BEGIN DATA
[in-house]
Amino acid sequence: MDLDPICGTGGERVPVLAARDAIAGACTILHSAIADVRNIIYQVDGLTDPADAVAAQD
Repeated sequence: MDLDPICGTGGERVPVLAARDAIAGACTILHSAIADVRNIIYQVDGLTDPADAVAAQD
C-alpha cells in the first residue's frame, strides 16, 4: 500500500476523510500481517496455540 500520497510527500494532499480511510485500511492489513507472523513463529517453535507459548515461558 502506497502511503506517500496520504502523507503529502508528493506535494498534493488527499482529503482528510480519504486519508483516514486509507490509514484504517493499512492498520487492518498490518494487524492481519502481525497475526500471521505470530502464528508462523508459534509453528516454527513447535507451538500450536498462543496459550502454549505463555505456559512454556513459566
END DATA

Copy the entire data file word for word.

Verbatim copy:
[in-house]
Amino acid sequence: MDLDPICGTGGERVPVLAARDAIAGACTILHSAIADVRNIIYQVDGLTDPADAVAAQD
Repeated sequence: MDLDPICGTGGERVPVLAARDAIAGACTILHSAIADVRNIIYQVDGLTDPADAVAAQD
C-alpha cells in the first residue's frame, strides 16, 4: 500500500476523510500481517496455540 500520497510527500494532499480511510485500511492489513507472523513463529517453535507459548515461558 502506497502511503506517500496520504502523507503529502508528493506535494498534493488527499482529503482528510480519504486519508483516514486509507490509514484504517493499512492498520487492518498490518494487524492481519502481525497475526500471521505470530502464528508462523508459534509453528516454527513447535507451538500450536498462543496459550502454549505463555505456559512454556513459566